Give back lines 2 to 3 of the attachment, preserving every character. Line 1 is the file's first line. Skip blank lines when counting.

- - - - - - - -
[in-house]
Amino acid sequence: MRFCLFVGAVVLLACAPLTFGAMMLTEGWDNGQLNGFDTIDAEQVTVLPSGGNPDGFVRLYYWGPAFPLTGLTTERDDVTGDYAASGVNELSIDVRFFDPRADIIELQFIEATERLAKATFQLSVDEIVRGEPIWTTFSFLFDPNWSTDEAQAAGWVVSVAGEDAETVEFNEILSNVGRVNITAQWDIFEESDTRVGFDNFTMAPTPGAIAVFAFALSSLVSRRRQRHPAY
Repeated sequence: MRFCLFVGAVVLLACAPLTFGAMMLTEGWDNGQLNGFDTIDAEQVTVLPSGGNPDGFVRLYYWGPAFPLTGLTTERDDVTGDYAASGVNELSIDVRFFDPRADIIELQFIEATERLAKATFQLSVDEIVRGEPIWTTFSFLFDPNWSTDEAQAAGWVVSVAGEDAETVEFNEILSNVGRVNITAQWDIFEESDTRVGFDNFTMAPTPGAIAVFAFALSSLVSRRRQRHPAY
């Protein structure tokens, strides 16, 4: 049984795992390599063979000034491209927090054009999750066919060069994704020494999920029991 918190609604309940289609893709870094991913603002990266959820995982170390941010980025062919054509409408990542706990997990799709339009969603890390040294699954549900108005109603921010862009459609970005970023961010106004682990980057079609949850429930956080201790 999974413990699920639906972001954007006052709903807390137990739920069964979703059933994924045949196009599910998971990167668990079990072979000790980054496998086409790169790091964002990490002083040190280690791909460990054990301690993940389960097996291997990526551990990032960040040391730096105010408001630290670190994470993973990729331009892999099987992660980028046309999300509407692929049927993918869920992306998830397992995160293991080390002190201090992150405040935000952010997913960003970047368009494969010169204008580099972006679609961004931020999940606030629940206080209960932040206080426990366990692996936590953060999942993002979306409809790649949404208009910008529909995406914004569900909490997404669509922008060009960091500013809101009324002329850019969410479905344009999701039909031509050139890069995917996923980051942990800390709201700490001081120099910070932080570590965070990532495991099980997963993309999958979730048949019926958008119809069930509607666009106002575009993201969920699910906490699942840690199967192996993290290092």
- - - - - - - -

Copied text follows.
Amino acid sequence: MRFCLFVGAVVLLACAPLTFGAMMLTEGWDNGQLNGFDTIDAEQVTVLPSGGNPDGFVRLYYWGPAFPLTGLTTERDDVTGDYAASGVNELSIDVRFFDPRADIIELQFIEATERLAKATFQLSVDEIVRGEPIWTTFSFLFDPNWSTDEAQAAGWVVSVAGEDAETVEFNEILSNVGRVNITAQWDIFEESDTRVGFDNFTMAPTPGAIAVFAFALSSLVSRRRQRHPAY
Repeated sequence: MRFCLFVGAVVLLACAPLTFGAMMLTEGWDNGQLNGFDTIDAEQVTVLPSGGNPDGFVRLYYWGPAFPLTGLTTERDDVTGDYAASGVNELSIDVRFFDPRADIIELQFIEATERLAKATFQLSVDEIVRGEPIWTTFSFLFDPNWSTDEAQAAGWVVSVAGEDAETVEFNEILSNVGRVNITAQWDIFEESDTRVGFDNFTMAPTPGAIAVFAFALSSLVSRRRQRHPAY